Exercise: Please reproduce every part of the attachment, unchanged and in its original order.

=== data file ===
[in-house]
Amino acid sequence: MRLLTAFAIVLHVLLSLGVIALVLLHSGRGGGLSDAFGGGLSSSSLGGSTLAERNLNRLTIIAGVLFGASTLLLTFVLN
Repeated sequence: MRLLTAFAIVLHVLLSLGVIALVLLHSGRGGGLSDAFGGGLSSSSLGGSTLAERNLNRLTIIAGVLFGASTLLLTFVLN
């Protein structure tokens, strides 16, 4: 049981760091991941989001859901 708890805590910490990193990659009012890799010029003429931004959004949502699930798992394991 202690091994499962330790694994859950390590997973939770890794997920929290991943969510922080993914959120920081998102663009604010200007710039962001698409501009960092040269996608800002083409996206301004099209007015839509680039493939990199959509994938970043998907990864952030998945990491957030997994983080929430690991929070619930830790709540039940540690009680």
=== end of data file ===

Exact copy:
[in-house]
Amino acid sequence: MRLLTAFAIVLHVLLSLGVIALVLLHSGRGGGLSDAFGGGLSSSSLGGSTLAERNLNRLTIIAGVLFGASTLLLTFVLN
Repeated sequence: MRLLTAFAIVLHVLLSLGVIALVLLHSGRGGGLSDAFGGGLSSSSLGGSTLAERNLNRLTIIAGVLFGASTLLLTFVLN
């Protein structure tokens, strides 16, 4: 049981760091991941989001859901 708890805590910490990193990659009012890799010029003429931004959004949502699930798992394991 202690091994499962330790694994859950390590997973939770890794997920929290991943969510922080993914959120920081998102663009604010200007710039962001698409501009960092040269996608800002083409996206301004099209007015839509680039493939990199959509994938970043998907990864952030998945990491957030997994983080929430690991929070619930830790709540039940540690009680």